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HOSTOMEL, Ukraine — On February 26, Russian forces stormed into a residential complex at the edge of a forest on the outskirts of the town of Hostomel, intending to use it as a base for their war fighters.
The soldiers were full of confidence, expecting that the nearby capital, Kyiv, would soon fall.
That never happened.
On March 30, the Russians left Hostomel as quickly as they had come, jumping into vehicles full of loot collected during weeks of looting and vandalism. The trust had congealed in confusion and fear.
By early April, the Russians were completely driven out of Kyiv Oblast, a crushing defeat for what was once billed as the world’s second-strongest military. The Kremlin is now regrouping as it plans an expected new offensive in eastern Ukraine.
During the months of occupation, the three dozen remaining occupants of the housing complex watched this progress as the Russian forces began to realize the reality: This isn’t working. We are not wanted here.
“They all came in here and said, ‘We’ll take Kyiv in three days,'” said Olena, a local resident who witnessed the occupation. “Within a few days we saw the change. They got a good look at life here and understood that they would not be able to do that.”
With the front line only 500 meters away and fierce gun battles a daily constant, the Russians in Hostomel expressed shock at the high resistance, morale and quality of life of the Ukrainians.
Stepping outside to cook food on wood-burning stoves last week on the first warm spring afternoon of the year, residents recalled the uncouth, fearful behavior of their former conquerors and provided a glimpse into the mentality of Russian soldiers during the Battle of Kyiv. Residents refused to give their last names to feel safer.
“I’ve tried to speak to them about a dozen times,” said Mykhailo, a resident who spent the entire occupation at the complex. “It was hard.”
When the Russians withdrew from Bucha, Borodyanka, Ivankiv, Makariv and other towns outside of Kyiv in early April, the Ukrainian forces who followed them saw horrific scenes: bodies scattered across the streets, in basements or piled in mass graves.
According to the Ukrainian government, international journalists and several interviews with local residents, various Russian units stationed in these cities either arbitrarily or systematically killed civilians. Other civilians were robbed, tortured and raped, according to officials and on-site interviews.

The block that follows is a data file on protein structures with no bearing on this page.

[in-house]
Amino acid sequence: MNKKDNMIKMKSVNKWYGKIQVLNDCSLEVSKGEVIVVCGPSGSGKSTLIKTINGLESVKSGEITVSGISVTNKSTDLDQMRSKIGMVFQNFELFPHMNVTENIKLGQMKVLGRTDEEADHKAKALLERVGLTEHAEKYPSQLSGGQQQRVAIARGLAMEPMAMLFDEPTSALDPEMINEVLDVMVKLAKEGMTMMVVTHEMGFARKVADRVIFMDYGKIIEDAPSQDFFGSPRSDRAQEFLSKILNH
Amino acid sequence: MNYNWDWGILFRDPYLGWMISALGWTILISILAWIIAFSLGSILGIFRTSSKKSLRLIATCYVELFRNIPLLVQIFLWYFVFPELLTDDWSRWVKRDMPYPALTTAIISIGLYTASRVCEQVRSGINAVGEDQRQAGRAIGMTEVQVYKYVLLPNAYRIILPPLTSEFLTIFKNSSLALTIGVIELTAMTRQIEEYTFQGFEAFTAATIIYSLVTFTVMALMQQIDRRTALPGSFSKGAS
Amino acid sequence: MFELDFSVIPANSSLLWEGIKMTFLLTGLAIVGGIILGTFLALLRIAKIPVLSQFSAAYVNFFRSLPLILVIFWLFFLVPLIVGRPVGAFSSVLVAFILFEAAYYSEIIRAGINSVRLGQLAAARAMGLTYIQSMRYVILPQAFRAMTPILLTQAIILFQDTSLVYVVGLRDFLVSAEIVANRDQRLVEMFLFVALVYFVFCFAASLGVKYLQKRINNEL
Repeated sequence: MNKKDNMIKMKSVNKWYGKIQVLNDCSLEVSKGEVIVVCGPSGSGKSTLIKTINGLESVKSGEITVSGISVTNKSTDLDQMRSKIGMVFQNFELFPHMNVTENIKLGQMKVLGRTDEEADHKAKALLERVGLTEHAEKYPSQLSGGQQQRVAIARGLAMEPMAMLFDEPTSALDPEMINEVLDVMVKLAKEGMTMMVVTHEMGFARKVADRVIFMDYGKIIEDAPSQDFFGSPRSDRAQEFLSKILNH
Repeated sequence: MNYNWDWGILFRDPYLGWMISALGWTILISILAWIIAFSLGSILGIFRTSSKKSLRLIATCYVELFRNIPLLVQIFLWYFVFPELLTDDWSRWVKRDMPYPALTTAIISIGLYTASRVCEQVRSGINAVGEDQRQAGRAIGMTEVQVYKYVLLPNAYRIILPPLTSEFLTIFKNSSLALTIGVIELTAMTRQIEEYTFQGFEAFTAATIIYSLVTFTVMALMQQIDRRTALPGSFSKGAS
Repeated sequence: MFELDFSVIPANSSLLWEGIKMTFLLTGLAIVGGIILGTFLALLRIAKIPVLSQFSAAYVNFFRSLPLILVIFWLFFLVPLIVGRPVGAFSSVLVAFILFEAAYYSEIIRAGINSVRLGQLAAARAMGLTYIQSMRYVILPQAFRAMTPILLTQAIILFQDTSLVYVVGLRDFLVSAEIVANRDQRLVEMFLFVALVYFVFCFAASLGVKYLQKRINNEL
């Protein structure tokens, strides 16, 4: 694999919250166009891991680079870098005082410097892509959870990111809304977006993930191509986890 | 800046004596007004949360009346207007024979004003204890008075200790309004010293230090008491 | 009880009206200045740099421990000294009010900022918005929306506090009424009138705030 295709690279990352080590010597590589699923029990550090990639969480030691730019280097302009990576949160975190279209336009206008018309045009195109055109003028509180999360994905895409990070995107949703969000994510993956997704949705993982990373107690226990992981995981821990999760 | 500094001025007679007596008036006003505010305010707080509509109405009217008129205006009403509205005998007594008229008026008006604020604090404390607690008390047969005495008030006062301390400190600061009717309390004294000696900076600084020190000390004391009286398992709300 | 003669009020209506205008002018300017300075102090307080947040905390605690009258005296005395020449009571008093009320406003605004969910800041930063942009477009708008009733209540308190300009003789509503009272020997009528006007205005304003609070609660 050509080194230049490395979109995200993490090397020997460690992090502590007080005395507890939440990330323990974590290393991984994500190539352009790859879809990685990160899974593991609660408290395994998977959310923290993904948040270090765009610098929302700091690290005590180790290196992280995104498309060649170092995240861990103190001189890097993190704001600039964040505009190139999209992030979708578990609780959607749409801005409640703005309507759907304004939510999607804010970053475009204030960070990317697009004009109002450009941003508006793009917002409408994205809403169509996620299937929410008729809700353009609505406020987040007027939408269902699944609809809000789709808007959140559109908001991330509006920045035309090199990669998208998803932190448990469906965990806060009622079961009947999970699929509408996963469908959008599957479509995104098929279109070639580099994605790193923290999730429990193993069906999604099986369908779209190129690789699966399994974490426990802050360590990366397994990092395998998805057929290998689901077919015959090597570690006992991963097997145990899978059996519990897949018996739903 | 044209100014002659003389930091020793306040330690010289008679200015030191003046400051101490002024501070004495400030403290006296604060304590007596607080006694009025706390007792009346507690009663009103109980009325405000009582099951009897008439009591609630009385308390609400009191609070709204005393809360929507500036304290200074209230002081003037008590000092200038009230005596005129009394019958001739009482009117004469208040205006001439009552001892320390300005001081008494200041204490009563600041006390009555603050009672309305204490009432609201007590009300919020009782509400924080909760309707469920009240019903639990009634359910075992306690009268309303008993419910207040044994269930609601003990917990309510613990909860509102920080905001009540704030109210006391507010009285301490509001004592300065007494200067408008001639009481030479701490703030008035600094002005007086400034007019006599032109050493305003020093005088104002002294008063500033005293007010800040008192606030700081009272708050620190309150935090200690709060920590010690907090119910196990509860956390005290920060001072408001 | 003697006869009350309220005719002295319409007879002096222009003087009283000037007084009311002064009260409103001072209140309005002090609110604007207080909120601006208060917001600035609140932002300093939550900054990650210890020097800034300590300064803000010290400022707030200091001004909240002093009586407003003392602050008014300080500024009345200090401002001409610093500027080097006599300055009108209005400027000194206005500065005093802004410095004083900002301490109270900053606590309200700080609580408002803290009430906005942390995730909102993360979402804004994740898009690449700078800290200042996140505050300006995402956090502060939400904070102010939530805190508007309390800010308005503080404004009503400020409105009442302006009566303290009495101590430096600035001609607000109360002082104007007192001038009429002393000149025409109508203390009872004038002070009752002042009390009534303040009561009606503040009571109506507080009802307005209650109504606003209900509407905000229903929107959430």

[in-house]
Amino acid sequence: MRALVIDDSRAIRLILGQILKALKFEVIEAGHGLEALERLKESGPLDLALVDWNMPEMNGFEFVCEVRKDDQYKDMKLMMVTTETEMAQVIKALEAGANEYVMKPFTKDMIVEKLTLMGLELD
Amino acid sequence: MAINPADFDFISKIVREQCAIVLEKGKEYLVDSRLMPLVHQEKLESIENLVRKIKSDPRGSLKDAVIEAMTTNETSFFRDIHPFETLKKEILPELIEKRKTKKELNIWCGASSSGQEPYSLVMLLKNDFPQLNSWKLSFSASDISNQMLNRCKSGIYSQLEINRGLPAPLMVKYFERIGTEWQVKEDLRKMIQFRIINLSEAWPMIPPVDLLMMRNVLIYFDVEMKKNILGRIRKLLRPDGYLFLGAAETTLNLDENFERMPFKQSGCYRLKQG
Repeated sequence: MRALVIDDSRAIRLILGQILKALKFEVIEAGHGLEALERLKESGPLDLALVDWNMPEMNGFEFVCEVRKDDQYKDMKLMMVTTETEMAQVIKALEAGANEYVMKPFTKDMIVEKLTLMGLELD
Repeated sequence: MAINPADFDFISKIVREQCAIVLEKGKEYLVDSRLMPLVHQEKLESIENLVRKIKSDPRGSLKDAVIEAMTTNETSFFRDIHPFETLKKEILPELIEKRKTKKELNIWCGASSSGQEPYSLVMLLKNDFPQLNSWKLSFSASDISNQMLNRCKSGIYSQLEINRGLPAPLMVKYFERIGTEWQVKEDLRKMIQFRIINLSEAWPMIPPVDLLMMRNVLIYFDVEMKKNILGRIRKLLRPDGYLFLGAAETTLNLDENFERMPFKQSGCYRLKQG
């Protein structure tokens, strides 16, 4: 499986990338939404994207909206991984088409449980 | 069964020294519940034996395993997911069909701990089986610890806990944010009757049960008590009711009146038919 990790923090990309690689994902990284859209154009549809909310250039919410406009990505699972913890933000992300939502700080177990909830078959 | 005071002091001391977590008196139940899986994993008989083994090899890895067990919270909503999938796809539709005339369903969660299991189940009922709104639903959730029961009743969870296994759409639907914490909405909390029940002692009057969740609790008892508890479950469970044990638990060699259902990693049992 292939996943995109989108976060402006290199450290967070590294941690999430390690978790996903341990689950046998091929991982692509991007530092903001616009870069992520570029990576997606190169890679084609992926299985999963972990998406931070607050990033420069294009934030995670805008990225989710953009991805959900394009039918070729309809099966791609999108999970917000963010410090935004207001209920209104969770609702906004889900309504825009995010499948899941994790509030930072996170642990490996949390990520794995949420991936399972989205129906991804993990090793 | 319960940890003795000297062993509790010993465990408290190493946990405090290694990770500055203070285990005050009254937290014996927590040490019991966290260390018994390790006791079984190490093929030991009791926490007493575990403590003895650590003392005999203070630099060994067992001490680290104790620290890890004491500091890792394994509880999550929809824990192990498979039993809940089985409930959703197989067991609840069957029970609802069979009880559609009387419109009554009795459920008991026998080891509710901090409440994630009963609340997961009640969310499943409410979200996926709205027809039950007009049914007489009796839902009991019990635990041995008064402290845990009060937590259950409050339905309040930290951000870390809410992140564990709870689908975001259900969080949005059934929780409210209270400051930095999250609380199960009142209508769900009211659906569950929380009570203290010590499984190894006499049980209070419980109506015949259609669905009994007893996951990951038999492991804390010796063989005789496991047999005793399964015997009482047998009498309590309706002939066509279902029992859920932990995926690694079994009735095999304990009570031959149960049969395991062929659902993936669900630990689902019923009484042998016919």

According to the Ukrainian government, 400 people disappeared in Hostomel alone during the Russian occupation.
Luckily, the remaining residents of this condominium escaped this fate. About 500-600 Russians rotated through the complex at the same time, all leaving the civilians alone.
Residents believe there was too much work to do near the front lines to terrorize the locals. The Russians fired on Ukrainian positions from a nearby grove of evergreen trees and some neighboring buildings, and took fire in return before retreating to the housing complex to cover and rest.
“There was no aggression,” Olena said. “They didn’t see us as a threat.”
This is not to say that their occupation was pleasant or orderly. Olena saw them arrive first as squads of people burst into her building. From their armbands she knew they were Russians.
The soldiers immediately began breaking down doors to apartments on the top floors, looking for convenient perches. Luckily, the vast majority of the locals had already fled and the Russians occupied their temporarily abandoned homes.
The buildings were then torn apart even before they were damaged by incoming artillery. To hide their combat vehicles, the Russians drove them straight into the lobbies, through doors and glass, damaging the elevators and carpeting the floor outside with crunching shards. After entering the people’s evacuated homes, Russian soldiers tore them open and scattered the remaining belongings of the locals in large, untidy heaps.
Behind the broken doors in one building, the rooms looked like a hurricane had swept through.
“All unmanned units, they ruined them. They shit all over her,” Mykhailo said. “Literally. On the beds and the floor. These aren’t people. To me they are worse than beasts.”